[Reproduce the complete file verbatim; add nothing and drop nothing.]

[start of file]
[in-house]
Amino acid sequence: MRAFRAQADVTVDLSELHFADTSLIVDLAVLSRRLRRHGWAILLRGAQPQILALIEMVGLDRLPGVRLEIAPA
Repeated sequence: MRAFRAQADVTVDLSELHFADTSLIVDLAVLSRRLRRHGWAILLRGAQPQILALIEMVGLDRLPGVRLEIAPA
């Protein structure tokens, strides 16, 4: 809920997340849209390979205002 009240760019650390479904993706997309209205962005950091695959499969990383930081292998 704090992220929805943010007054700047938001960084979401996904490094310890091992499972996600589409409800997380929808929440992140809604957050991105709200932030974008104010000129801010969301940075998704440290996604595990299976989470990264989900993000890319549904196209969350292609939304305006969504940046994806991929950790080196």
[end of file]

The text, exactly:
[in-house]
Amino acid sequence: MRAFRAQADVTVDLSELHFADTSLIVDLAVLSRRLRRHGWAILLRGAQPQILALIEMVGLDRLPGVRLEIAPA
Repeated sequence: MRAFRAQADVTVDLSELHFADTSLIVDLAVLSRRLRRHGWAILLRGAQPQILALIEMVGLDRLPGVRLEIAPA
């Protein structure tokens, strides 16, 4: 809920997340849209390979205002 009240760019650390479904993706997309209205962005950091695959499969990383930081292998 704090992220929805943010007054700047938001960084979401996904490094310890091992499972996600589409409800997380929808929440992140809604957050991105709200932030974008104010000129801010969301940075998704440290996604595990299976989470990264989900993000890319549904196209969350292609939304305006969504940046994806991929950790080196």